(KTVI) - Memorial Day is a time to honor veterans and active duty military for their service to our country. The Better Business Bureau (BBB) is alerting soldiers, veterans and their families to scams tied to or targeting the military.
“We can never give veterans and active soldiers enough thanks for their service,” said Michelle L. Corey, BBB president and CEO. “Unfortunately, scammers also take advantage of soldiers who are being deployed. Some scammers wrap their scams in patriotic themes designed to play on Americans’ debt of gratitude to veterans.”
Some common scams that target military personnel include:
- High-priced military loans - Purveyors of loans may make guarantees, promise instant approval or say their loans are available without credit checks. But the loans often include hidden fees or extremely high interest rates. Legitimate lenders will not guarantee a loan before you apply. Loans that require upfront fees are usually scams.
- Veterans’ benefits buyout plans – Cash payments may be offered in exchange for a disabled veteran’s future benefits or pension payments. However, the cash is just 30 to 40 percent of what the veteran is entitled to. Buyout plans can be structured in different ways, so research thoroughly before signing anything over.
- Fake rental properties - Stolen photos of legitimate rental properties may be used in ads that promise military discounts or other incentives. Service members must pay security payments or fees via wire transfer to obtain a key. In the end, they receive nothing.
- Phony jury duty summons - A caller clams to work for the local court system and states that the service member did not show up for jury duty and now has a warrant out for their arrest. When the victim says they never got a summons, the caller will ask for a credit card number or Social Security number to clear up the matter.
- Misleading car sales – Websites posting classified ads will offer false discounts for military personnel or claim to be from soldiers who need to sell their vehicle fast since they are being deployed. Fees will be required via wire transfer. Then there’s either no car or the vehicle will have problems after purchase.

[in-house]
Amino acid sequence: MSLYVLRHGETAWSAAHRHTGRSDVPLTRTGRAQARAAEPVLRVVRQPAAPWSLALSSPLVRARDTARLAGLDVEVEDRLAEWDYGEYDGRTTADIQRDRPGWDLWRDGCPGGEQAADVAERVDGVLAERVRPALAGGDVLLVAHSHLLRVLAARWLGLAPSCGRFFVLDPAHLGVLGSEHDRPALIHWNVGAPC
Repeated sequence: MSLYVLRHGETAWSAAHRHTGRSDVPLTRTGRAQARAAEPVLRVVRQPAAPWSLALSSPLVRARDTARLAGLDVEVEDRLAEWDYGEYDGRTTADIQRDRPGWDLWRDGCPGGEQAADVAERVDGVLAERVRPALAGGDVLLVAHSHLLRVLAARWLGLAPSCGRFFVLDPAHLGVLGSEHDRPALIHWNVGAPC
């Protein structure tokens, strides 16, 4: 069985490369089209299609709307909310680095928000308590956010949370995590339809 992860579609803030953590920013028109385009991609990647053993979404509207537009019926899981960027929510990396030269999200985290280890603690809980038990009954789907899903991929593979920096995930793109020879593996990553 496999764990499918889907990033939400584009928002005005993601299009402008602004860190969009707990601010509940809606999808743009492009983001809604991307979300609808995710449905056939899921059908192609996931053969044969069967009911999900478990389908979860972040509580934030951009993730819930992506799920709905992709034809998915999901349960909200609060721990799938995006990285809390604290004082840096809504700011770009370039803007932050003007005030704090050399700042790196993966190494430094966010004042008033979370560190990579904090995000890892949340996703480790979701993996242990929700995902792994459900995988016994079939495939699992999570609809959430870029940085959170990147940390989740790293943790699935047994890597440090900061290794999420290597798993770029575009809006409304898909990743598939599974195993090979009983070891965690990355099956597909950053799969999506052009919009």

- Expensive life insurance policies – Members of the military often are targets of high-pressure sales pitches that offer unnecessary, expensive life insurance policies. Solicitors may make false statements regarding the benefits that these policies offer.
The BBB advises veterans, military or other consumers approached about these schemes to:
- Do your research. Get as much information as you can about a business or charity before you pay. Check out a business’ BBB Business Review or a charity’s Charity Review at www.bbb.org or by calling 314-645-3300.
- Don’t wire transfer money to anyone you don’t know. Money sent via wire transfer is practically impossible to track. Pay by credit card whenever possible, since you can dispute charges easily.
- Protect your computer. Don’t click on links within unsolicited emails. Don’t enter personal information on unfamiliar websites. Make sure that you have updated anti-virus software installed and use a firewall at all times.
- Put an Active Duty alert on your credit reports when deployed. Doing so will minimize the risk of identity theft because creditors and businesses cannot issue or grant credit until verifying identity.